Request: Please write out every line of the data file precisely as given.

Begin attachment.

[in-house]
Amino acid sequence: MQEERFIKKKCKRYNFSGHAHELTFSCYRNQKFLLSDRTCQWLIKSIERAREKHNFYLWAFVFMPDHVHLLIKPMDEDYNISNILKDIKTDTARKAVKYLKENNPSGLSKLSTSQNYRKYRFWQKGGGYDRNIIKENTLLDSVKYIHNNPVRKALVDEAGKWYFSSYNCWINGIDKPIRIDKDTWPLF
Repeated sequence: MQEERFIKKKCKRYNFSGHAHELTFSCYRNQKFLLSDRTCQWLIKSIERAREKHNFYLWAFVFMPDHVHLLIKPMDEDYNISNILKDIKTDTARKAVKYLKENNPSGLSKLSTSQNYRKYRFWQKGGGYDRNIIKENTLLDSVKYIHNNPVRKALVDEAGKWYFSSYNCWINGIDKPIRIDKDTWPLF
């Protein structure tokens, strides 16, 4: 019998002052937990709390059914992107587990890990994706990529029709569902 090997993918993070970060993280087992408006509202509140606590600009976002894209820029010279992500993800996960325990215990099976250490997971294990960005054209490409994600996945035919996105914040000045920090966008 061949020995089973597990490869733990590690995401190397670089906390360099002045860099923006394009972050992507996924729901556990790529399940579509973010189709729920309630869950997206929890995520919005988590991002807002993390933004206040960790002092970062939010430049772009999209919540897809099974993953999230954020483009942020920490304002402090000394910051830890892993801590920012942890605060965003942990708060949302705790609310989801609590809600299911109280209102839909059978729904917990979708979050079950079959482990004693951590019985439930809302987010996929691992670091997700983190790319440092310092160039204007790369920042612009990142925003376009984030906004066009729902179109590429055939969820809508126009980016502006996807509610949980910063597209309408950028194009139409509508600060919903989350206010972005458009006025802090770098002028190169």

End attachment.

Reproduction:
[in-house]
Amino acid sequence: MQEERFIKKKCKRYNFSGHAHELTFSCYRNQKFLLSDRTCQWLIKSIERAREKHNFYLWAFVFMPDHVHLLIKPMDEDYNISNILKDIKTDTARKAVKYLKENNPSGLSKLSTSQNYRKYRFWQKGGGYDRNIIKENTLLDSVKYIHNNPVRKALVDEAGKWYFSSYNCWINGIDKPIRIDKDTWPLF
Repeated sequence: MQEERFIKKKCKRYNFSGHAHELTFSCYRNQKFLLSDRTCQWLIKSIERAREKHNFYLWAFVFMPDHVHLLIKPMDEDYNISNILKDIKTDTARKAVKYLKENNPSGLSKLSTSQNYRKYRFWQKGGGYDRNIIKENTLLDSVKYIHNNPVRKALVDEAGKWYFSSYNCWINGIDKPIRIDKDTWPLF
């Protein structure tokens, strides 16, 4: 019998002052937990709390059914992107587990890990994706990529029709569902 090997993918993070970060993280087992408006509202509140606590600009976002894209820029010279992500993800996960325990215990099976250490997971294990960005054209490409994600996945035919996105914040000045920090966008 061949020995089973597990490869733990590690995401190397670089906390360099002045860099923006394009972050992507996924729901556990790529399940579509973010189709729920309630869950997206929890995520919005988590991002807002993390933004206040960790002092970062939010430049772009999209919540897809099974993953999230954020483009942020920490304002402090000394910051830890892993801590920012942890605060965003942990708060949302705790609310989801609590809600299911109280209102839909059978729904917990979708979050079950079959482990004693951590019985439930809302987010996929691992670091997700983190790319440092310092160039204007790369920042612009990142925003376009984030906004066009729902179109590429055939969820809508126009980016502006996807509610949980910063597209309408950028194009139409509508600060919903989350206010972005458009006025802090770098002028190169």